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An Attempt at Love Poetry

Sepulchritude Forum » The Absinthe Forum Archive thru January 2003 » Arts & Other Philosophical Sundries » An Attempt at Love Poetry « Previous Next »

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Archive through June 27, 2002Admin26 6-27-02  8:02 am
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Posted on Monday, July 1, 2002 - 11:44 am:   Edit PostPrint Post

Agrippa wrote a similar book called "Declamation on the Nobility and Preeminence of the Female Sex" in 1549 or so. It is curious.
Posted on Thursday, June 27, 2002 - 9:54 am:   Edit PostPrint Post

Italy has produced some impressive Lucrezias. My favorite is the humanist Lucrezia Marinella (1571-1653), who wrote "The Nobility and Excellence of Women and the Defects and Deficiencies of Men". Far less strident (and much cleverer) than the title implies.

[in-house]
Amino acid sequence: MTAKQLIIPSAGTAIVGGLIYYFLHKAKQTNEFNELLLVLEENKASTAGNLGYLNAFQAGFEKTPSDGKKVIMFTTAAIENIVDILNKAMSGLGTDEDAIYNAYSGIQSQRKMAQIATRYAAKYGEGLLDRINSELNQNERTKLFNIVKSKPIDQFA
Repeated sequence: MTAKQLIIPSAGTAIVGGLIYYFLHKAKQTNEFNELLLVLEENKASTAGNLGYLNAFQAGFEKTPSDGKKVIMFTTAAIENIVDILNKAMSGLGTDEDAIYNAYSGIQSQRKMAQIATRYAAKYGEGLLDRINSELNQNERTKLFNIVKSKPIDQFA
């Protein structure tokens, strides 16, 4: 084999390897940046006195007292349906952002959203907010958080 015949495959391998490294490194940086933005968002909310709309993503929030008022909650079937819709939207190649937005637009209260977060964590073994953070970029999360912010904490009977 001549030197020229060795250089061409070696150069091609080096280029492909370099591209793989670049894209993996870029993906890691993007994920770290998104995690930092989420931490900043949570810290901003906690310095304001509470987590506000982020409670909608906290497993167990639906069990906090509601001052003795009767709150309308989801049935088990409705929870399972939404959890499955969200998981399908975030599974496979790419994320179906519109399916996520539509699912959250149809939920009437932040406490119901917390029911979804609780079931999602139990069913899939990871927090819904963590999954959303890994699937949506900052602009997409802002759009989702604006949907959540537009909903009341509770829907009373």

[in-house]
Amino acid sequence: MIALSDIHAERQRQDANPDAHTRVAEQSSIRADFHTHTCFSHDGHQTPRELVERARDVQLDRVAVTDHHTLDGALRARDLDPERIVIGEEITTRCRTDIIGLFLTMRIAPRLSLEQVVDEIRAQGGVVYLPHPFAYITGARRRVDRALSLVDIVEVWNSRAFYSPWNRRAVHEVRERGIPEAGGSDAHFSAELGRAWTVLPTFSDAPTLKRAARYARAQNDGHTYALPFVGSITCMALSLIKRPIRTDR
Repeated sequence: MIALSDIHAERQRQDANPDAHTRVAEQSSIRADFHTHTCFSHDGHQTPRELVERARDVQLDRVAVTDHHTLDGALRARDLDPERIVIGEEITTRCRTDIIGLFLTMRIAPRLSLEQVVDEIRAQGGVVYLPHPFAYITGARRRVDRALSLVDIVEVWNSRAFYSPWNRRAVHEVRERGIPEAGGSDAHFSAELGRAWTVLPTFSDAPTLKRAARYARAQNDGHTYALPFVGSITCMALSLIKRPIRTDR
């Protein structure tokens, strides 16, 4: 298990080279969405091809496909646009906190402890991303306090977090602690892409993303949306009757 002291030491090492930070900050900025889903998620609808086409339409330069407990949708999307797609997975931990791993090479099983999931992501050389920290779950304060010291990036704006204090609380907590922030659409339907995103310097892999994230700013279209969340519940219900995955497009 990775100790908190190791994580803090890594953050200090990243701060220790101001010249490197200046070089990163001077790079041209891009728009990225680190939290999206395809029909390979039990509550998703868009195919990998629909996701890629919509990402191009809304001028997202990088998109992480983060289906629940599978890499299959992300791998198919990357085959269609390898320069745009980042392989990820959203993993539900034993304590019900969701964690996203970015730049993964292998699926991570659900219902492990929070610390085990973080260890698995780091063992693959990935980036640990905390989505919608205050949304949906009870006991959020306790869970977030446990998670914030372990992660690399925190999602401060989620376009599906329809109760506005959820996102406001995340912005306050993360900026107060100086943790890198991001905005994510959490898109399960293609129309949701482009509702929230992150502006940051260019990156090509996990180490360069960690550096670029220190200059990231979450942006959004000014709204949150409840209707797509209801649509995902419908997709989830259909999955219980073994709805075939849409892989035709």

Posted on Thursday, June 27, 2002 - 9:06 am:   Edit PostPrint Post

... about an evil doctor in Rennaissance Italy who experiments in the dark side of horticulture. Good Absinthe reading.
Posted on Thursday, June 27, 2002 - 8:42 am:   Edit PostPrint Post

The text of "Rappaccini's Daughter" is available several places on the Net. It's fairly short. I can think of several people here who would like it:
Posted on Thursday, June 27, 2002 - 8:31 am:   Edit PostPrint Post

indeed! I have read that somewhere too. I have yet to check out the Hawthorne story however.

for a thorough and fascinating treatment, see Ricci's two volume "Beatrice Cenci" ... written around the turn of the century and translated from the italian, it is however still a magnificent piece of scholarship. very well researched and he goes to considerable lenghths to dispel several of the cenci myths.
Posted on Thursday, June 27, 2002 - 8:12 am:   Edit PostPrint Post

But when I saw her I was expecting Incest, Patricide, and Beheading.
Posted on Thursday, June 27, 2002 - 8:07 am:   Edit PostPrint Post

Cool. Yeah, I saw her in the beheading section of this site. I recently did some research on that portrait and it's connection to Hawthorne. I wrote a bit theorizing that Beatrice Cenci was the model for Beatrice in Hawthorne's "Rappaccini's Daughter". Fascinating story. The Cenci's that is. "Rappaccini", too.

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